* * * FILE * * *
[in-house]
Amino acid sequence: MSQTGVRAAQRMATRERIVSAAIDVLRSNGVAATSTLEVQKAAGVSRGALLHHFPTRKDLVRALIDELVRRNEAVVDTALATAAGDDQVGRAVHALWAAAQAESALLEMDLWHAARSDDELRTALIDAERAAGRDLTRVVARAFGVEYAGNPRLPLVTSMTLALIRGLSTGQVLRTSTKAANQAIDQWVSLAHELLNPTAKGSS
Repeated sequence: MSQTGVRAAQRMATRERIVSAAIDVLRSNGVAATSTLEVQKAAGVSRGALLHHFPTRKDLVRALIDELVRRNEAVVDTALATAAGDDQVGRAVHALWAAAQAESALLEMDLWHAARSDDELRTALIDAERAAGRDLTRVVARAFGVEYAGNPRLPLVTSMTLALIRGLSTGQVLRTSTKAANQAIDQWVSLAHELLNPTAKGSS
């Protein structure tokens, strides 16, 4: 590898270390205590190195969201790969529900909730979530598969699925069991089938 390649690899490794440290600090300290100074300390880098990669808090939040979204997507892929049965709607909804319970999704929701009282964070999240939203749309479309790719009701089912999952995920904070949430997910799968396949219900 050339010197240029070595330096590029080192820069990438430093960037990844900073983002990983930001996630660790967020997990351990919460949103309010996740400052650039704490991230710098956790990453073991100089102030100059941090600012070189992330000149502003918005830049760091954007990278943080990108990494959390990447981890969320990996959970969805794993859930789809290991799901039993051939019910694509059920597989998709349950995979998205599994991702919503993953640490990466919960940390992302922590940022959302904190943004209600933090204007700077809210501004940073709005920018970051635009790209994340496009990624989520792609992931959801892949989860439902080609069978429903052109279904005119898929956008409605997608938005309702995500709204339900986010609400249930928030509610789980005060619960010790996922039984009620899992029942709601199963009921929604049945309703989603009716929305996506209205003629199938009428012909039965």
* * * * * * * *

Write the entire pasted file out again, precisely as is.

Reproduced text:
[in-house]
Amino acid sequence: MSQTGVRAAQRMATRERIVSAAIDVLRSNGVAATSTLEVQKAAGVSRGALLHHFPTRKDLVRALIDELVRRNEAVVDTALATAAGDDQVGRAVHALWAAAQAESALLEMDLWHAARSDDELRTALIDAERAAGRDLTRVVARAFGVEYAGNPRLPLVTSMTLALIRGLSTGQVLRTSTKAANQAIDQWVSLAHELLNPTAKGSS
Repeated sequence: MSQTGVRAAQRMATRERIVSAAIDVLRSNGVAATSTLEVQKAAGVSRGALLHHFPTRKDLVRALIDELVRRNEAVVDTALATAAGDDQVGRAVHALWAAAQAESALLEMDLWHAARSDDELRTALIDAERAAGRDLTRVVARAFGVEYAGNPRLPLVTSMTLALIRGLSTGQVLRTSTKAANQAIDQWVSLAHELLNPTAKGSS
């Protein structure tokens, strides 16, 4: 590898270390205590190195969201790969529900909730979530598969699925069991089938 390649690899490794440290600090300290100074300390880098990669808090939040979204997507892929049965709607909804319970999704929701009282964070999240939203749309479309790719009701089912999952995920904070949430997910799968396949219900 050339010197240029070595330096590029080192820069990438430093960037990844900073983002990983930001996630660790967020997990351990919460949103309010996740400052650039704490991230710098956790990453073991100089102030100059941090600012070189992330000149502003918005830049760091954007990278943080990108990494959390990447981890969320990996959970969805794993859930789809290991799901039993051939019910694509059920597989998709349950995979998205599994991702919503993953640490990466919960940390992302922590940022959302904190943004209600933090204007700077809210501004940073709005920018970051635009790209994340496009990624989520792609992931959801892949989860439902080609069978429903052109279904005119898929956008409605997608938005309702995500709204339900986010609400249930928030509610789980005060619960010790996922039984009620899992029942709601199963009921929604049945309703989603009716929305996506209205003629199938009428012909039965």